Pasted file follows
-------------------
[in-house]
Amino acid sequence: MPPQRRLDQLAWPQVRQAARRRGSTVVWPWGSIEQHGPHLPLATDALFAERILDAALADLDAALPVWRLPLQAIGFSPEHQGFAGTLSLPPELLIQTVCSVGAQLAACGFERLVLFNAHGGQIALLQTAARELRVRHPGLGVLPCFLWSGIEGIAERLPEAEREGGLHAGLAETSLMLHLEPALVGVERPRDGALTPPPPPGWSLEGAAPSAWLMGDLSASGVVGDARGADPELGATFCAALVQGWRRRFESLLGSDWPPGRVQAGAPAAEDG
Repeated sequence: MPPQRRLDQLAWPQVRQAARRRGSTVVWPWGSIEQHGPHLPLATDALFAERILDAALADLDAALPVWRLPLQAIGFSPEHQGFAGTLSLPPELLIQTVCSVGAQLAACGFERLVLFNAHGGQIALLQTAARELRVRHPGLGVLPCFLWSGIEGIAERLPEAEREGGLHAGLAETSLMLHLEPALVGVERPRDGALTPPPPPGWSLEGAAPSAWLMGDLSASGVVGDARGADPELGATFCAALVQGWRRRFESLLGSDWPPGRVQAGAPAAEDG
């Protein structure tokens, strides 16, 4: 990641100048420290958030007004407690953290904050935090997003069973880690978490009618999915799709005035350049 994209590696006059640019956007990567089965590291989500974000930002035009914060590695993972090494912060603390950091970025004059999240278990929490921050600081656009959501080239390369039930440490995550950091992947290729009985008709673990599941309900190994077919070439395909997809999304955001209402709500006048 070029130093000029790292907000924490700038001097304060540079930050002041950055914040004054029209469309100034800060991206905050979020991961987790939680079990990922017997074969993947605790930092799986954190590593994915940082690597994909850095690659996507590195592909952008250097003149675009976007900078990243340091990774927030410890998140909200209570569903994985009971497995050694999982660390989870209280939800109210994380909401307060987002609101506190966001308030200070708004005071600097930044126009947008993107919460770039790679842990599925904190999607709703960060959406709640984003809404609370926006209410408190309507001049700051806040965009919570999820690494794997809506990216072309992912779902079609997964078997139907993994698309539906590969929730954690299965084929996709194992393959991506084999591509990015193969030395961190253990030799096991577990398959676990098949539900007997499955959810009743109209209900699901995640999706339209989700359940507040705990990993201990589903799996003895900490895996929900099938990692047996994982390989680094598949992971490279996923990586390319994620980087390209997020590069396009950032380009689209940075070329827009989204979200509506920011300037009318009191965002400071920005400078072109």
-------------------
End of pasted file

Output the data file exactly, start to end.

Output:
[in-house]
Amino acid sequence: MPPQRRLDQLAWPQVRQAARRRGSTVVWPWGSIEQHGPHLPLATDALFAERILDAALADLDAALPVWRLPLQAIGFSPEHQGFAGTLSLPPELLIQTVCSVGAQLAACGFERLVLFNAHGGQIALLQTAARELRVRHPGLGVLPCFLWSGIEGIAERLPEAEREGGLHAGLAETSLMLHLEPALVGVERPRDGALTPPPPPGWSLEGAAPSAWLMGDLSASGVVGDARGADPELGATFCAALVQGWRRRFESLLGSDWPPGRVQAGAPAAEDG
Repeated sequence: MPPQRRLDQLAWPQVRQAARRRGSTVVWPWGSIEQHGPHLPLATDALFAERILDAALADLDAALPVWRLPLQAIGFSPEHQGFAGTLSLPPELLIQTVCSVGAQLAACGFERLVLFNAHGGQIALLQTAARELRVRHPGLGVLPCFLWSGIEGIAERLPEAEREGGLHAGLAETSLMLHLEPALVGVERPRDGALTPPPPPGWSLEGAAPSAWLMGDLSASGVVGDARGADPELGATFCAALVQGWRRRFESLLGSDWPPGRVQAGAPAAEDG
């Protein structure tokens, strides 16, 4: 990641100048420290958030007004407690953290904050935090997003069973880690978490009618999915799709005035350049 994209590696006059640019956007990567089965590291989500974000930002035009914060590695993972090494912060603390950091970025004059999240278990929490921050600081656009959501080239390369039930440490995550950091992947290729009985008709673990599941309900190994077919070439395909997809999304955001209402709500006048 070029130093000029790292907000924490700038001097304060540079930050002041950055914040004054029209469309100034800060991206905050979020991961987790939680079990990922017997074969993947605790930092799986954190590593994915940082690597994909850095690659996507590195592909952008250097003149675009976007900078990243340091990774927030410890998140909200209570569903994985009971497995050694999982660390989870209280939800109210994380909401307060987002609101506190966001308030200070708004005071600097930044126009947008993107919460770039790679842990599925904190999607709703960060959406709640984003809404609370926006209410408190309507001049700051806040965009919570999820690494794997809506990216072309992912779902079609997964078997139907993994698309539906590969929730954690299965084929996709194992393959991506084999591509990015193969030395961190253990030799096991577990398959676990098949539900007997499955959810009743109209209900699901995640999706339209989700359940507040705990990993201990589903799996003895900490895996929900099938990692047996994982390989680094598949992971490279996923990586390319994620980087390209997020590069396009950032380009689209940075070329827009989204979200509506920011300037009318009191965002400071920005400078072109």